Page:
Israeli election exit poll shows Netanyahu on the brink of a narrow majority

Netanyahu’s return to the post of head of government could mean radical shifts in Israeli society.

A Netanyahu government will almost certainly include the newly emerging Jewish nationalist Religious Zionism/Jewish Power alliance, whose leaders include Itamar Ben Gvir, once convicted of inciting racism and supporting terrorism.

If the exit polls prove correct, the far-right bloc will more than double its representation in the Knesset. The group had six seats in the outgoing parliament. exit polls suggest they won 14 or 15 seats this time.

Asked by CNN on Tuesday whether he feared he would lead a far-right government if he returned to office, Netanyahu responded with an apparent reference to the Raam party, which made history last year by becoming the first Arab party ever to join the party. . Israel’s governing coalition.

“We don’t want a government with the Muslim Brotherhood, which supports terrorism, denies the existence of Israel, and is quite hostile to the United States. That is what we are going to bring,” Netanyahu told CNN in English at his polling station in Jerusalem.

And Netanyahu’s allies talked about making changes in the judicial system. It could end Netanyahu’s own corruption trial, in which he has pleaded not guilty.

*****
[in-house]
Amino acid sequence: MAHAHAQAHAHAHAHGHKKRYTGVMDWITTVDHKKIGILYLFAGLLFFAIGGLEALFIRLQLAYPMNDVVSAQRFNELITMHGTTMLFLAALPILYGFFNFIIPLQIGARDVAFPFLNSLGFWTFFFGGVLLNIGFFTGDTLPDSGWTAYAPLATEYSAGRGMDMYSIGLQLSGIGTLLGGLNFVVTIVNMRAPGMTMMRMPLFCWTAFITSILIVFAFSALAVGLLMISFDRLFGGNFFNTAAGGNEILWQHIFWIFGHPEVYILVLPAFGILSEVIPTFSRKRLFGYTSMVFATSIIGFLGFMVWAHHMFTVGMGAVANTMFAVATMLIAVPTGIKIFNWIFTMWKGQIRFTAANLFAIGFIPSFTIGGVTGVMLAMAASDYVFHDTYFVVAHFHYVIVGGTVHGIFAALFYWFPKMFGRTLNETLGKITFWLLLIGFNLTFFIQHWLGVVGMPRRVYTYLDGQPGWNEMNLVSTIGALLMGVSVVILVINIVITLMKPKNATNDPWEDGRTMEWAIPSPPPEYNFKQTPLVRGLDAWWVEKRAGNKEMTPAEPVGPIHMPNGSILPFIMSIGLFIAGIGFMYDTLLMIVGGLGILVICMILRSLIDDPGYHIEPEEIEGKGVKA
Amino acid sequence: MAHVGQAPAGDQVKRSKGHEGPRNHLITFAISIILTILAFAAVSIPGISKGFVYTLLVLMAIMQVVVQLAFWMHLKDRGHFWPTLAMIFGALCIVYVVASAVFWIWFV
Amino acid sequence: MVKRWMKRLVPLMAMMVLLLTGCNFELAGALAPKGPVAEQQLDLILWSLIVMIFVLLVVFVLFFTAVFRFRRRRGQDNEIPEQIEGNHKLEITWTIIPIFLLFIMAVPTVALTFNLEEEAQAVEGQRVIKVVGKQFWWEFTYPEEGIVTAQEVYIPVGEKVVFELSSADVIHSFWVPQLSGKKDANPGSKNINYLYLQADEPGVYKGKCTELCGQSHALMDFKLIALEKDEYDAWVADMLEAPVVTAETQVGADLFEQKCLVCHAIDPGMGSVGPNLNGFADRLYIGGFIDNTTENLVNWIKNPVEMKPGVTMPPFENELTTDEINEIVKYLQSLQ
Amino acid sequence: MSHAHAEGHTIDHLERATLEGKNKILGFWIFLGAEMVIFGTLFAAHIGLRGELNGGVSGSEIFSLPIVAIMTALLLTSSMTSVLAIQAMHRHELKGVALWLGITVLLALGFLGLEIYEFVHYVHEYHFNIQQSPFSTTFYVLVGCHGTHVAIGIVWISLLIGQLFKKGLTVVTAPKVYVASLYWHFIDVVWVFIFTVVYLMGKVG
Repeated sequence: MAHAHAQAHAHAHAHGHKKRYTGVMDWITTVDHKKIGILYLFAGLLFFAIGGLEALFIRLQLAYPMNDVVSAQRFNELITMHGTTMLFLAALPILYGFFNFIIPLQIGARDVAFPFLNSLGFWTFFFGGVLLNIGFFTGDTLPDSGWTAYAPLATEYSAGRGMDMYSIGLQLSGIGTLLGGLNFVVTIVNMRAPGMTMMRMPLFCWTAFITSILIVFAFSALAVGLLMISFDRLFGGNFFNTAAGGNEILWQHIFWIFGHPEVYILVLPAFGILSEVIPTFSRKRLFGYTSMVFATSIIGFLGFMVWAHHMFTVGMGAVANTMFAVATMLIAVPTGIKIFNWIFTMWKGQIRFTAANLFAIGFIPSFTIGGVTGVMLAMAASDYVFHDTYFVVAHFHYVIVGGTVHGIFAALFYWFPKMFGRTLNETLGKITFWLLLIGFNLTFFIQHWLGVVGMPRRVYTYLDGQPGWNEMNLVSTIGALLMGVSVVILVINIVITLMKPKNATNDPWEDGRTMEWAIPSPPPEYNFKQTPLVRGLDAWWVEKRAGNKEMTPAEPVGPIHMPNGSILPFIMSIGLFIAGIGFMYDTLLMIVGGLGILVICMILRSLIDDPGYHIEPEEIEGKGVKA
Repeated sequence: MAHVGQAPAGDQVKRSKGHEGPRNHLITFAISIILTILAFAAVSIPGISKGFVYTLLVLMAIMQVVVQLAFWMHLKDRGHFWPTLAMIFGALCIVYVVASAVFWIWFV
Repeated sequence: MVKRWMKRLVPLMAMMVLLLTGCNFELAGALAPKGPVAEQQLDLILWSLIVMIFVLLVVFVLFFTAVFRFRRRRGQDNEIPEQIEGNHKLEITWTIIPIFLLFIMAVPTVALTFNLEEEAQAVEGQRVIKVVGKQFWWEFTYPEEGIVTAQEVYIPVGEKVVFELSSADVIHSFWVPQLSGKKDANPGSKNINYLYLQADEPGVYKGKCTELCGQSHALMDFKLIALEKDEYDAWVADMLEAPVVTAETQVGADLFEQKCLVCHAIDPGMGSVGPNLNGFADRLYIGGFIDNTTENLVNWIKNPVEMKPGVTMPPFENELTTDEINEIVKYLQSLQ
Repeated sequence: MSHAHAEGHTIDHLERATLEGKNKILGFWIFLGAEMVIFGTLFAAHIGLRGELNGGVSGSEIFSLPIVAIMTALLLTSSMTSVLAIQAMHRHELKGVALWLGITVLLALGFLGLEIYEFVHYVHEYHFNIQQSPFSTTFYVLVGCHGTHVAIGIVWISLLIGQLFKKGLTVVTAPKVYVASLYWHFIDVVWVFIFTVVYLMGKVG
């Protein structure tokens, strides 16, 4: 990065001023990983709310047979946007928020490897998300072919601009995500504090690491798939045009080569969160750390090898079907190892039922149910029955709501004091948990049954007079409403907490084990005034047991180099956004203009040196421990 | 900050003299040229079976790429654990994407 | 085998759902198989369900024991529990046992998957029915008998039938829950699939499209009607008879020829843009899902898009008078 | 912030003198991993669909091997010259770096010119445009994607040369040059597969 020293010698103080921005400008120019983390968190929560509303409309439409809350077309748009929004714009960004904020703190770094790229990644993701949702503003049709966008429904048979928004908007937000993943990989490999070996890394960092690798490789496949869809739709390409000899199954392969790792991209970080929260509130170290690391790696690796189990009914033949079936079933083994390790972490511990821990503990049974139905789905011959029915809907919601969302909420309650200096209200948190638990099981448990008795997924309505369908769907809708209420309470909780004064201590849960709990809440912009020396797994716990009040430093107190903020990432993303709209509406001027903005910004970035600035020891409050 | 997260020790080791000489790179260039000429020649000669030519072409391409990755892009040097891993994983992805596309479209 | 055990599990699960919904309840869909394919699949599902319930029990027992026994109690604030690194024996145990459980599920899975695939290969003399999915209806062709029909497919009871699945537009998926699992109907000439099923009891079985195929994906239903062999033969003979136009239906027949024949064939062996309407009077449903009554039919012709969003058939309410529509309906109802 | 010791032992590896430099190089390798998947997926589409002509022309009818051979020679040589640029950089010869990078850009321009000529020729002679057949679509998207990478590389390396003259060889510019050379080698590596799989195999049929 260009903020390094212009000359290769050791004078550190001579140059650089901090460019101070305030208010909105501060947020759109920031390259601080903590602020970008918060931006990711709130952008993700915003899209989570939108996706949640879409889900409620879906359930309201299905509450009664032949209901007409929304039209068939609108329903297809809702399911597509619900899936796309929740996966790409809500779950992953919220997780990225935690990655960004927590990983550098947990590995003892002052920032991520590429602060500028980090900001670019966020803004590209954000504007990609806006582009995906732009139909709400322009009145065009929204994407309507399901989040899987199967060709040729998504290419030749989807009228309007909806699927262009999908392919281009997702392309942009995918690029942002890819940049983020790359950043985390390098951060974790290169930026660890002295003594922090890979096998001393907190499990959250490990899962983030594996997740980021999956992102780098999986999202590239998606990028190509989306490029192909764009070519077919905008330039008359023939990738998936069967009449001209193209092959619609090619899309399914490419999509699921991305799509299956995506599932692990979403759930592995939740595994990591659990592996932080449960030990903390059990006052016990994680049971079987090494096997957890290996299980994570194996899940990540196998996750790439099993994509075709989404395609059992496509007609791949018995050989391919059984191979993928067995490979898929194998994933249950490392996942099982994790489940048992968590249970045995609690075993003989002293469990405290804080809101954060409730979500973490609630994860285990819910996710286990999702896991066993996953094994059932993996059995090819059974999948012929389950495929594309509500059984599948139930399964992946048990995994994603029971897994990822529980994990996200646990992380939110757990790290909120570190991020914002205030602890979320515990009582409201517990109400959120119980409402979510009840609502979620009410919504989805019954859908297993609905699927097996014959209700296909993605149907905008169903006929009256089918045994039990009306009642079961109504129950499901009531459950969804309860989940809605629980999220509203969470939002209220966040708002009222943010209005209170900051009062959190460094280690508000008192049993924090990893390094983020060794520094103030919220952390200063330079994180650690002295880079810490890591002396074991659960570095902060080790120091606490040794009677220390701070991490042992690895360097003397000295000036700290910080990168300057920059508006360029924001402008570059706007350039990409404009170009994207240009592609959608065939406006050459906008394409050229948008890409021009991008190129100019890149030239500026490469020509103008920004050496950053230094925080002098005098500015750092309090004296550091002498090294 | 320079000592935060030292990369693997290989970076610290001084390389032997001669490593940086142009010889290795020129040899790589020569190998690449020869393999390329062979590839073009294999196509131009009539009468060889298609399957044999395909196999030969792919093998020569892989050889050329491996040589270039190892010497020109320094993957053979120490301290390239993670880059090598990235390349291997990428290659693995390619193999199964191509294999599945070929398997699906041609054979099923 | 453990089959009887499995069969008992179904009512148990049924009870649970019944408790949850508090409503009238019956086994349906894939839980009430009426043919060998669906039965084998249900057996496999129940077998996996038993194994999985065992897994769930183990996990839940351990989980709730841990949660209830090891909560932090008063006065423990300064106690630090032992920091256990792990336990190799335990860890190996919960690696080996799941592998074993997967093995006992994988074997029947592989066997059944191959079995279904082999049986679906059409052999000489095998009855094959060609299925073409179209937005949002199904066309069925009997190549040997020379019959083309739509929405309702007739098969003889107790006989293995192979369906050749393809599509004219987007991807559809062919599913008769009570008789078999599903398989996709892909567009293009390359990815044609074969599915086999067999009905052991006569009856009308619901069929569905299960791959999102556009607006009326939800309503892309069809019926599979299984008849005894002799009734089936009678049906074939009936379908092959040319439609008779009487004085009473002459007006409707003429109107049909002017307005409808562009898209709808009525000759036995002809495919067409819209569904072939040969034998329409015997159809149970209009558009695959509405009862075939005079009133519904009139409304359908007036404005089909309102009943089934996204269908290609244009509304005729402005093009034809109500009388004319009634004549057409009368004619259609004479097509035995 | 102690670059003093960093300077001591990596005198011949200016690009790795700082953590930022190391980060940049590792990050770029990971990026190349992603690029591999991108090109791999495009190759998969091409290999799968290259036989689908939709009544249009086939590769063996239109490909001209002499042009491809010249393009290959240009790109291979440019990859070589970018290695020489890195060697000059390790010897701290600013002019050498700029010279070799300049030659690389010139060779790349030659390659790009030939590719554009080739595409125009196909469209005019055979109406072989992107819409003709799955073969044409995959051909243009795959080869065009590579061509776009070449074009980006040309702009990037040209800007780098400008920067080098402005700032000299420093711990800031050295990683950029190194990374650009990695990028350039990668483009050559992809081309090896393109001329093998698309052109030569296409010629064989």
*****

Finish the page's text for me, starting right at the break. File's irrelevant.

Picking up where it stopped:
Netanyahu himself has been one of the main issues not only in Tuesday’s election but also in the four elections before it, with voters and politicians split into camps based on whether they want the man universally known as Bibi in power. known or not.

Part of the difficulty in building a stable government over the past four elections has been that even some political parties that agree with Netanyahu on issues refuse to work with him for personal or political reasons.

Whether the exit polls are correct or not, they are only exit polls, not official results.

It will take some time to get the official results. they may be ready as early as Wednesday, but it could be Thursday before the final makeup of Israel’s 25th Knesset is clear.

That’s partly because parties must garner at least 3.25% of the total vote to win a seat at all in the Knesset, which was set up to facilitate coalition building by keeping very small parties out of the legislature.